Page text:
Meanwhile, year after year, trustees filed documents stating that they had tried unsuccessfully to find - largely through the publication of notices in the Quad-City Times - people who would meet the admission standards laid out by Fejervary.
In 1996, they determined that the original purpose of the trust was "essentially impractical or impossible," so they applied to amend the purpose and beneficiary provision of the trust, and that is when payments to nonprofit groups and scholarships began.
Decision to divest
At the same time, taxes were causing trustees to question the future of the trust.
In a 16-year period from January 1979 through December 1994, for example, the trust paid $235,558 in federal and state income taxes, according to documents.
"It is clearly not the settler's intention to set aside money to pay federal and state income tax," the documents state.
Administrative costs related to the trust's investments, as well as accounting and legal services, also were taking their toll, and trustees noted in documents that those costs "may well utilize annually a substantial portion of the income and principal of the trust, thereby defeating the donor's intent."
At the end of 2009, the trust showed total assets of $1,412,871. That included $563,065 received for the sale of land that the former Fejervary Healthcare Center sits on to Skilled Healthcare Inc. of Foothill Ranch, Calif. At the same time, Skilled Healthcare also purchased the 118-unit building, which was held by a different owner, and renamed it St. Mary Healthcare and Rehabilitation Center.
Most of the Fejevary Trust money was invested in bonds, certificates of deposit, and income, money market and mutual funds.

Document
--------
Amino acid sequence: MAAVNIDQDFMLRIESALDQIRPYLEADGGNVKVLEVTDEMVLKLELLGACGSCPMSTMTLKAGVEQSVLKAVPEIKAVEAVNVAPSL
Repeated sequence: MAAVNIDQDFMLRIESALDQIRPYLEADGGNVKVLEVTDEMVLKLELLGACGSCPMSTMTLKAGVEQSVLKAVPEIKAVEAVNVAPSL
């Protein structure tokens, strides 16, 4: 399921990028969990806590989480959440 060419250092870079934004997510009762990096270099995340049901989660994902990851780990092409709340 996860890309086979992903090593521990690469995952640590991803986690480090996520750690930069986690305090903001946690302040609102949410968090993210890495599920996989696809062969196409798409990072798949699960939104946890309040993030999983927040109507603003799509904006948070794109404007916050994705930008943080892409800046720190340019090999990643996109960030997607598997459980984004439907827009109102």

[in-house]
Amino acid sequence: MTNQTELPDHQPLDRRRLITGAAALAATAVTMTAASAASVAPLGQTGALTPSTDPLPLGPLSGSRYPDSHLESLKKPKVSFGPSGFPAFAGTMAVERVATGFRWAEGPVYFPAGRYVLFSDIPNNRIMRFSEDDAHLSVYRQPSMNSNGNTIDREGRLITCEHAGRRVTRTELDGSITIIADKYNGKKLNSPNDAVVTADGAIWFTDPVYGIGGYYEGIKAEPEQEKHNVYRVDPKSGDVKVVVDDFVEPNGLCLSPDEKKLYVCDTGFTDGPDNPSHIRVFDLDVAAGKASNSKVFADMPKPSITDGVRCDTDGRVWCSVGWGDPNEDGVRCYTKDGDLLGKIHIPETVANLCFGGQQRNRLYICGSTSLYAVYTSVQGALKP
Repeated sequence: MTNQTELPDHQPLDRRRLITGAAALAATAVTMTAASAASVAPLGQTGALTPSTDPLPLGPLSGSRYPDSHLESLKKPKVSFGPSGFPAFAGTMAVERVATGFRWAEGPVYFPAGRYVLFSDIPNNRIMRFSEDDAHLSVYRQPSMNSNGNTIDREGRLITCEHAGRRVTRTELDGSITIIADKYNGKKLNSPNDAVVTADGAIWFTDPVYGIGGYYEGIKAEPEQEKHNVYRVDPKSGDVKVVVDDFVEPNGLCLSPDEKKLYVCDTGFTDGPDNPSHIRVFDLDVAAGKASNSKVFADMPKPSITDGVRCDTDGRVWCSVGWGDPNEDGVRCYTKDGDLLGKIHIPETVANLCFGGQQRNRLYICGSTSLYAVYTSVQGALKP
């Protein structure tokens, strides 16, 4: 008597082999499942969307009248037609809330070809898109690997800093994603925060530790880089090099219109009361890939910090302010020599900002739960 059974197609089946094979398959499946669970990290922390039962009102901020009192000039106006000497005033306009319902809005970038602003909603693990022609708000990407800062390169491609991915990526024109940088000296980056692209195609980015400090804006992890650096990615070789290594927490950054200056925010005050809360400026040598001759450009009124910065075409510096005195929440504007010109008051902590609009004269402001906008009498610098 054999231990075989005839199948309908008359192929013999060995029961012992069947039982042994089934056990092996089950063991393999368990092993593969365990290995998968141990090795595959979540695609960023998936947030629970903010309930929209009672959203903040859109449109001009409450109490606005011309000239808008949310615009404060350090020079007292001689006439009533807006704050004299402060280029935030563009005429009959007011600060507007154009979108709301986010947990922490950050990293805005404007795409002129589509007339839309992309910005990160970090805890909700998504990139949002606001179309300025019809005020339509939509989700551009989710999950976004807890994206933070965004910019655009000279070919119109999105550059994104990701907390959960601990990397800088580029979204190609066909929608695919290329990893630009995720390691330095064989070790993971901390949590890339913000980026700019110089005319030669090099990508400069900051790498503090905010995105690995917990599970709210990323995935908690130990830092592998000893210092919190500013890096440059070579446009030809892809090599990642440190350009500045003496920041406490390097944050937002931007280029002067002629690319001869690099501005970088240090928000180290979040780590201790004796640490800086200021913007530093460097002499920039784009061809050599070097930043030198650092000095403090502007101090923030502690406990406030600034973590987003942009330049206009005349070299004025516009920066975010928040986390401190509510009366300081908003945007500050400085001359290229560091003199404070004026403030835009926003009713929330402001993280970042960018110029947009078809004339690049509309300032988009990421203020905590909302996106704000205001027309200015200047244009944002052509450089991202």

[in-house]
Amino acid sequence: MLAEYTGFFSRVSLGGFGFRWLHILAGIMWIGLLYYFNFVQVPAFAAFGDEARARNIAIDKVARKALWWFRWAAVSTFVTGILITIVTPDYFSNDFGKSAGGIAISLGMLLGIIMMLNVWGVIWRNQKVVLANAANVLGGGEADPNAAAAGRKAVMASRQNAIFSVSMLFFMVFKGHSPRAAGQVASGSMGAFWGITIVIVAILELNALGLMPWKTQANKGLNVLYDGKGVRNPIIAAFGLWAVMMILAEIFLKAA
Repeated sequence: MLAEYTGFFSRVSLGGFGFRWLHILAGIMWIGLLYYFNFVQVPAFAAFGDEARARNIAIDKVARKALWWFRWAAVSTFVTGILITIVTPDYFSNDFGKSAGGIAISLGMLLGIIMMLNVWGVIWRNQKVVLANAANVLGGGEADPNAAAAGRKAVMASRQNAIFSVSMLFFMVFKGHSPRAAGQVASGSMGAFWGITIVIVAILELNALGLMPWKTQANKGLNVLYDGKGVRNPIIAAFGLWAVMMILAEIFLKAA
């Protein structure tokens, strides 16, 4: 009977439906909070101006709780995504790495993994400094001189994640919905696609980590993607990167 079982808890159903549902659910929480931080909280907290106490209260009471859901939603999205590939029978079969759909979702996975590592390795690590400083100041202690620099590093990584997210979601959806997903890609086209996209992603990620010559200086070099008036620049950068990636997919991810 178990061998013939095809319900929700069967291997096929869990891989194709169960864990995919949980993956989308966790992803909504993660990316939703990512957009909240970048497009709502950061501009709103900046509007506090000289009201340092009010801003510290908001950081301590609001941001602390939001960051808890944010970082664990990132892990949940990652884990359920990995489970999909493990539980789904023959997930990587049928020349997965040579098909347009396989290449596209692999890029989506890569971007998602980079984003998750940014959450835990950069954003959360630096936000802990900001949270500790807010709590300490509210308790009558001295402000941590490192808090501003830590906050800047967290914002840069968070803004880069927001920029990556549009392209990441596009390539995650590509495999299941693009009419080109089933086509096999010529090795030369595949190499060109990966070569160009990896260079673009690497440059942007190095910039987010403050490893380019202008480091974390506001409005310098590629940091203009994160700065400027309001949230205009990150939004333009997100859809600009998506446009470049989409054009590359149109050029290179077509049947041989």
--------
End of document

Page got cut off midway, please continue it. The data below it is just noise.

In October 2010, the trustees filed for termination of the trust and the transfer of money to ISU. Additional monies would go toward annual gifts of $6,000 for 10 years to both Scott and Muscatine Community colleges, documents state.
Benefits yesterday, tomorrow
In this way, the generosity of a man who died more than 100 years ago will benefit the lives of people living today.
Among those who already have benefited are Andrea Engler of rural Wheatland, Iowa, and Dan Klindt, of rural Eldridge, Iowa. Both received $3,000 scholarships from the trust in 1999 to study agricultural business at Iowa State.
Engler, 31, works from her home for the Minneapolis-based Land O Lakes Finance Company, loaning money to people across the country for livestock production enterprises. She and her husband Curt also farm, growing corn, soybeans and hay while raising about 100 stock cows.
Klindt, 32, sells turf products for River City Turf in Silvis, Ill., and farms near Eldridge, raising corn and soybeans.
"I really appreciated the scholarship," he said.
Previous scholarships went to students attending other colleges and universities as well, including Kirkwood Community, Central, Black Hawk, Muscatine Community, Augustana, Wartburg, the University of Wisconsin-Platteville, the University of Iowa and St. Ambrose University.
Nonprofit groups receiving money since 1996 included the North Scott High School Vocational Agriculture Department for the benefit of FFA, Valley Shelter Homes, the Salvation Army and Friendly House.
Editor's note: Biographical information on Nicholas Fejervary in this article and the accompanying question-and-answer story is from documents in the Special Collections Room of the Davenport Public Library, including an article in the 1928 Palimpsest magazine, a tribute written by Octave Thanet, and the books, "History of Scott County Iowa" and "Biographical History and Portrait Gallery of Scott County Iowa."